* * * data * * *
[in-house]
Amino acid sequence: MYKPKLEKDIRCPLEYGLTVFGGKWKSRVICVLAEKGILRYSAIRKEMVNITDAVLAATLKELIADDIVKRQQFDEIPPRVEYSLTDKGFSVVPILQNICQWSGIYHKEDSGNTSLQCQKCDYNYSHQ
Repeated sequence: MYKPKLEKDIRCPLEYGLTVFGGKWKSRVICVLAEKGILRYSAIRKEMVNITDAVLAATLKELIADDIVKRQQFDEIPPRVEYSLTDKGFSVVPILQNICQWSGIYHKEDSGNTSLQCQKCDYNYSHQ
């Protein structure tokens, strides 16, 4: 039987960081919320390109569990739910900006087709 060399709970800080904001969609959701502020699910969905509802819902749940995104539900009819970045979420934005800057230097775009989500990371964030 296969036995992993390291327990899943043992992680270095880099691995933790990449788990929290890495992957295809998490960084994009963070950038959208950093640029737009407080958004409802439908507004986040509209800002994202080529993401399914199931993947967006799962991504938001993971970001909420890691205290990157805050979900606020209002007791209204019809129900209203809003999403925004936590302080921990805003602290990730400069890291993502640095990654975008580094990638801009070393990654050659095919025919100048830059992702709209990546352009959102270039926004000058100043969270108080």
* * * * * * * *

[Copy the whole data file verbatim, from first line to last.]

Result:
[in-house]
Amino acid sequence: MYKPKLEKDIRCPLEYGLTVFGGKWKSRVICVLAEKGILRYSAIRKEMVNITDAVLAATLKELIADDIVKRQQFDEIPPRVEYSLTDKGFSVVPILQNICQWSGIYHKEDSGNTSLQCQKCDYNYSHQ
Repeated sequence: MYKPKLEKDIRCPLEYGLTVFGGKWKSRVICVLAEKGILRYSAIRKEMVNITDAVLAATLKELIADDIVKRQQFDEIPPRVEYSLTDKGFSVVPILQNICQWSGIYHKEDSGNTSLQCQKCDYNYSHQ
């Protein structure tokens, strides 16, 4: 039987960081919320390109569990739910900006087709 060399709970800080904001969609959701502020699910969905509802819902749940995104539900009819970045979420934005800057230097775009989500990371964030 296969036995992993390291327990899943043992992680270095880099691995933790990449788990929290890495992957295809998490960084994009963070950038959208950093640029737009407080958004409802439908507004986040509209800002994202080529993401399914199931993947967006799962991504938001993971970001909420890691205290990157805050979900606020209002007791209204019809129900209203809003999403925004936590302080921990805003602290990730400069890291993502640095990654975008580094990638801009070393990654050659095919025919100048830059992702709209990546352009959102270039926004000058100043969270108080």